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The Notorious B.I.G. Was Killed By a Hitman Allegedly Hired By 1 of His Music Industry Rivals

The Notorious B.I.G. remains one of the most influential names in hip-hop. He's regarded as one of the greats, and many other rappers aspired to be like him. Now, years after his untimely death in 1997, the story behind his murder — and who killed him — is slowly coming to light.

The Notorious B.I.G. is an undisputed legend of the music industry. The Brooklyn-bred rapper remains one of the greatest emcees to ever live, and his untimely death remains the subject of his death — specifically, who pulled the trigger back in March 1997.

The Notorious B.I.G. performing in 1995
The Notorious B.I.G. | Chris Walter/WireImage

The Notorious B.I.G.’s death shocked the world

In the spring of 1997, The Notorious B.I.G. was riding high as his profile in the music industry continued to grow. His 1994 debut album Ready to Die contained hit songs such as “Juicy,” “Big Poppa,” and “Gimme the Loot,” and has sold over 6 million copies to date.

Ready to Die reenergized New York hip-hop after years of domination by West Coast rappers such as Tupac Shakur in the early 1990s. The friendship Biggie once had with Shakur soon turned into a rivalry, and some of Biggie’s crew allegedly had it out for Tupac.

Tupac was shot dead in September 1996. Theories began to swirl that Diddy, one of Biggie’s closest friends and the founder of Bad Boy Records, hired a hitman to carry out the dirty deed.

The Notorious B.I.G. AKA Biggie Smalls (Christopher Wallace) performs on October 5, 1995 during the UrbanAid Lifebeat concert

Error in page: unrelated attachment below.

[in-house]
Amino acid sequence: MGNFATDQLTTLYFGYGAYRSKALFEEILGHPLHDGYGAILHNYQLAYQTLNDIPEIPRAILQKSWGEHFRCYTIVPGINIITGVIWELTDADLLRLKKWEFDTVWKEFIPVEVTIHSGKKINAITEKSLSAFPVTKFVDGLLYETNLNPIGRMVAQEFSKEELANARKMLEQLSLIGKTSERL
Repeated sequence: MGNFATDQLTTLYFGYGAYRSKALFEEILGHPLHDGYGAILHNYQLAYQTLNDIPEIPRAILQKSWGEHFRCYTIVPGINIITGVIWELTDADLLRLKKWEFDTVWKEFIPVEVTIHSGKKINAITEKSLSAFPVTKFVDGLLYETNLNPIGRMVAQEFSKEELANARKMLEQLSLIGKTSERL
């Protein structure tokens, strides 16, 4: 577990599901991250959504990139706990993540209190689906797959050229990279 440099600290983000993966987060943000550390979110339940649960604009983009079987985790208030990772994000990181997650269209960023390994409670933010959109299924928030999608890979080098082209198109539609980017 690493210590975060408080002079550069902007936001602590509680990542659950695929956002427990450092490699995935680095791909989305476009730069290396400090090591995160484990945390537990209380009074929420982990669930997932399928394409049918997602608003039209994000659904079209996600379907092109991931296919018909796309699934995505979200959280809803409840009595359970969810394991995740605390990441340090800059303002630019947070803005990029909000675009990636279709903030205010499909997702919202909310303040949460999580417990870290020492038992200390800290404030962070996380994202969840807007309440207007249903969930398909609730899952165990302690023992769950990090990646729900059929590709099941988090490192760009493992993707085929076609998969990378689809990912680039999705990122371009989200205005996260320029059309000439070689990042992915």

The Notorious B.I.G. | Larry Busacca/Getty Images

The Notorious B.I.G. was allegedly killed by a hitman hired by Suge Knight

Six months after Tupac’s death, Biggie was killed in Los Angeles in March 1997. It was a mystery who shot Biggie, but according to retired FBI agent Phil Carson, there was a clear culprit — and a concerted effort to cover it up.

“All the evidence points to Amir Muhammad. He’s the one who pulled the trigger,” Carson told The New York Post in 2021. “There were plenty of others who helped orchestrate it [and] allowed him to pull the trigger.”

Carson called the alleged cover-up “the biggest miscarriage of justice in my 20-year career at the FBI,” and revealed a damning piece of information: “I had evidence that LAPD officers were involved and I was shut down by the LAPD and city attorneys inside Los Angeles.”

“Amir Muhammad, a.k.a. Harry Billups, the godparent to LAPD Officer David Mack’s two children, has been identified by several sources as the trigger man,” the formal FBI request written by Carson said. “Mack is a registered owner of a 1995 Black SS Impala with chrome wheels, the exact description given as being driven by Wallace’s shooter.” 

“Suge Knight financed the murder,” Carson said honestly. “Suge was ticked off that his cash cow Tupac was murdered. Suge had an accountant that was part of Death Row Records who helped do the financial side of things to pay for the murders.”

The Notorious B.I.G., aka Biggie Smalls rolls a cigar outside his mother's house in Brooklyn, New York,
The Notorious B.I.G., aka Biggie Smalls | Clarence Davis/NY Daily News Archive via Getty Images

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Diddy allegedly put a hit on Tupac Shakur and Suge Knight

Biggie’s mother Voletta Wallace sued the LAPD for an estimated sum of $500 million based on the popular theory that the police department was involved in covering up Biggie’s murder. The case was reopened in 2006 and handed to LAPD detective Greg Karding.

After three years of working on the case, Karding came to the conclusion that Diddy put a $1 million hit on both Tupac Shakur and Suge Knight following their highly publicized rap beef with himself and Biggie. Karding claimed the music mogul had close gang ties in LA and Duane Keith “Keffe D” Davis, a member of the Crips, to pull the trigger.

The documentary City of Lies attempts to sort out who killed who. Both the film’s producer, Don Sikorski, and director Brad Furman were some of the few people who have read sealed court documents related to the unsolved murder. According to Sikorski, “All the answers are in black and white.”